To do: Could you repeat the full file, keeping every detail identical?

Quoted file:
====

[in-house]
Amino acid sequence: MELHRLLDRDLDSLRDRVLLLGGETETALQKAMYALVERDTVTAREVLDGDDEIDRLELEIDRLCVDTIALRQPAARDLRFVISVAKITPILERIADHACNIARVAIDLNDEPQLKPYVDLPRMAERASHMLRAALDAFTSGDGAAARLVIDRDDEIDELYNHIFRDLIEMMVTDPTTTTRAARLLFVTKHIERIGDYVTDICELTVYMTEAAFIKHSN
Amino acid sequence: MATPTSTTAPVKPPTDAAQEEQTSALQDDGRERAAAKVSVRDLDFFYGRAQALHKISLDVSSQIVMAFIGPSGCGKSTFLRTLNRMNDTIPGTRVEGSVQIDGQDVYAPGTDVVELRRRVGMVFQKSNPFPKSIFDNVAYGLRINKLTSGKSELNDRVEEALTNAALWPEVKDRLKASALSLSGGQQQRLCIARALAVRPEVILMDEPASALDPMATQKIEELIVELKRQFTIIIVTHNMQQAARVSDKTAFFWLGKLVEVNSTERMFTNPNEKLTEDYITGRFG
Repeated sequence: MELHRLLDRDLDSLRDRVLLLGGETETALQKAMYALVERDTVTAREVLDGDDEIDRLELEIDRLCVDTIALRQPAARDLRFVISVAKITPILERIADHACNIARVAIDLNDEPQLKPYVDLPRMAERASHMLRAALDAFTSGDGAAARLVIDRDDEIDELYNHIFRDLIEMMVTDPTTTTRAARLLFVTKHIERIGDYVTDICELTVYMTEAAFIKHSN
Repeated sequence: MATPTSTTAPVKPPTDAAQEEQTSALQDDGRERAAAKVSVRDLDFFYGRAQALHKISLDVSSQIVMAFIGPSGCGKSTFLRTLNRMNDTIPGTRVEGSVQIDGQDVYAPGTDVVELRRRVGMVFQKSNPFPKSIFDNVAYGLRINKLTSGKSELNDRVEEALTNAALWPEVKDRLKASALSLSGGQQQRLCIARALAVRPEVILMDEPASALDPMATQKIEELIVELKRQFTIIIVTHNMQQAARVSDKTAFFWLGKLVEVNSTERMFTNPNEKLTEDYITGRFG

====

[in-house]
Amino acid sequence: MELHRLLDRDLDSLRDRVLLLGGETETALQKAMYALVERDTVTAREVLDGDDEIDRLELEIDRLCVDTIALRQPAARDLRFVISVAKITPILERIADHACNIARVAIDLNDEPQLKPYVDLPRMAERASHMLRAALDAFTSGDGAAARLVIDRDDEIDELYNHIFRDLIEMMVTDPTTTTRAARLLFVTKHIERIGDYVTDICELTVYMTEAAFIKHSN
Amino acid sequence: MATPTSTTAPVKPPTDAAQEEQTSALQDDGRERAAAKVSVRDLDFFYGRAQALHKISLDVSSQIVMAFIGPSGCGKSTFLRTLNRMNDTIPGTRVEGSVQIDGQDVYAPGTDVVELRRRVGMVFQKSNPFPKSIFDNVAYGLRINKLTSGKSELNDRVEEALTNAALWPEVKDRLKASALSLSGGQQQRLCIARALAVRPEVILMDEPASALDPMATQKIEELIVELKRQFTIIIVTHNMQQAARVSDKTAFFWLGKLVEVNSTERMFTNPNEKLTEDYITGRFG
Repeated sequence: MELHRLLDRDLDSLRDRVLLLGGETETALQKAMYALVERDTVTAREVLDGDDEIDRLELEIDRLCVDTIALRQPAARDLRFVISVAKITPILERIADHACNIARVAIDLNDEPQLKPYVDLPRMAERASHMLRAALDAFTSGDGAAARLVIDRDDEIDELYNHIFRDLIEMMVTDPTTTTRAARLLFVTKHIERIGDYVTDICELTVYMTEAAFIKHSN
Repeated sequence: MATPTSTTAPVKPPTDAAQEEQTSALQDDGRERAAAKVSVRDLDFFYGRAQALHKISLDVSSQIVMAFIGPSGCGKSTFLRTLNRMNDTIPGTRVEGSVQIDGQDVYAPGTDVVELRRRVGMVFQKSNPFPKSIFDNVAYGLRINKLTSGKSELNDRVEEALTNAALWPEVKDRLKASALSLSGGQQQRLCIARALAVRPEVILMDEPASALDPMATQKIEELIVELKRQFTIIIVTHNMQQAARVSDKTAFFWLGKLVEVNSTERMFTNPNEKLTEDYITGRFG